The risk of financial abuse in older people
Older people are at a higher risk of financial abuse, particularly those with dementia or reduced cognitive function. The scope of the abuse ranges from direct theft of money and scams designed to target a specific group of people, to being ‘tricked’ or ‘misled’ into signing up for products or services that they don’t need or don’t fully understand.
It is not just faceless criminals or practised scammers either. According to Age UK, figures show that at least 130,000 people have suffered some form of financial abuse from someone known to them since turning 65. Women are more likely than men to be victims of financial abuse, and the majority are women aged 80-89 living on their own.
With many older people struggling on small pensions or with assets needed to pay for things like long-term care, even a small financial loss can have a large effect. The impact is not simply financial; it can also be an emotional time, making it hard to develop trust, and very stressful while trying to deal with the repercussions.
Age UK has called for a better understanding and awareness of the signs of financial abuse across the whole sector of people involved in the care and finances of older people, including banking staff, health and social services, and legal and police services.
Caroline Abrahams, Charity Director at Age UK, said: “An ageing population brings many positives but also challenges, such as the steep rise in the numbers of older people with dementia and other cognitive problems - which we know are a major risk factor for financial abuse. That’s why it is so important that we develop practical tools for organisations, not just in the financial sector but in health and care too, to help staff who engage with older people to be alert to cognitive decline, the consequent risks of financial exploitation and abuse, and how best to prevent and tackle them.”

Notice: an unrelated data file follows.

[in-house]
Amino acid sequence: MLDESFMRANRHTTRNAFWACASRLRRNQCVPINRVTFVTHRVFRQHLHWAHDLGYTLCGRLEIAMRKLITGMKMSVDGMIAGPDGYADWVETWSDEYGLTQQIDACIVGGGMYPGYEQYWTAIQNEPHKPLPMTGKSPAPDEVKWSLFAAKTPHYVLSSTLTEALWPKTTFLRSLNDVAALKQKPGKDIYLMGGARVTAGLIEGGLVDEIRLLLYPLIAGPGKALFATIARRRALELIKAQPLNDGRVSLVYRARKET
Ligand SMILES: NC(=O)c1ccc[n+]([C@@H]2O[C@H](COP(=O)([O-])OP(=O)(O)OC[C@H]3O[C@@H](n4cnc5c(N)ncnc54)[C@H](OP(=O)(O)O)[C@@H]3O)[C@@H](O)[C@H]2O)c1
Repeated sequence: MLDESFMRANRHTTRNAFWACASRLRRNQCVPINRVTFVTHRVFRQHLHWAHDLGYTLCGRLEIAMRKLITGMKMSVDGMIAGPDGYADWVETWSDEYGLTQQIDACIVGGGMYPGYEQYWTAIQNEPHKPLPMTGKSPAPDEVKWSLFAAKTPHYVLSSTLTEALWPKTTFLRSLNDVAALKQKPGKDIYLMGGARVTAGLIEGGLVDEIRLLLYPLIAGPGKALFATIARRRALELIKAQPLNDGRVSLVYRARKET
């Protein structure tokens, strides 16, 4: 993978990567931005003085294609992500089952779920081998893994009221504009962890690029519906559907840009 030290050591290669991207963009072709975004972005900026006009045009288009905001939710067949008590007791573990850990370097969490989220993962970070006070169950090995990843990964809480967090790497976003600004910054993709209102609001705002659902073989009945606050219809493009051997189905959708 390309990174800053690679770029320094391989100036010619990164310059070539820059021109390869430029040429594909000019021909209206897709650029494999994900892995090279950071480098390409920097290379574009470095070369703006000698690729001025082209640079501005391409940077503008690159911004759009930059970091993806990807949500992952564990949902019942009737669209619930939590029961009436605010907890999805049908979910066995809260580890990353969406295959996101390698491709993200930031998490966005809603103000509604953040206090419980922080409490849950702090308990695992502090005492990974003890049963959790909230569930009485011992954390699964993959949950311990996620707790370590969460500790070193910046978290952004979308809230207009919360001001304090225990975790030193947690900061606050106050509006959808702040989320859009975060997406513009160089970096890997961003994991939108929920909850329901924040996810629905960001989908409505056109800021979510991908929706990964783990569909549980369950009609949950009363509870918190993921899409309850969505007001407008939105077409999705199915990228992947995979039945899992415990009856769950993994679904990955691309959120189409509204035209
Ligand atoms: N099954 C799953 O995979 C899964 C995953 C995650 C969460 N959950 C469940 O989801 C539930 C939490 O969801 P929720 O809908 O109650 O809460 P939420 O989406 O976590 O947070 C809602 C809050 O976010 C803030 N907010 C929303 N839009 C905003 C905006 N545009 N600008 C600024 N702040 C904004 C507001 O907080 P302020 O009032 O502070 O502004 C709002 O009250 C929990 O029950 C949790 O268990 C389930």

It’s also important that older people and their families are educated on ways to keep their money safe. Some top tips include:
· Banking and internet passwords should normally never be written down, including your PIN number, as giving someone your PIN number could mean that you are not protected if money is taken.
· If you have a carer or support worker who helps with shopping, for example, make sure that you ask for all receipts and log how much was spent.
· Keep all bank statements and bills, and double check amounts on a regular basis so you will notice if anything is different or missing in good time.
· If you need help with your finances, ask a trusted family member to aid you with transactions and spending, and also to keep track of your money. If you can, have more than one person so that you have someone to call on if the other person is away, and to monitor how each other tracks your money.
There is a lot of good information and advice on financial abuse on the Age UK website.
There is also a good article in The Telegraph that looks at the precautions that carers should take when they are required to spend any of their client’s money.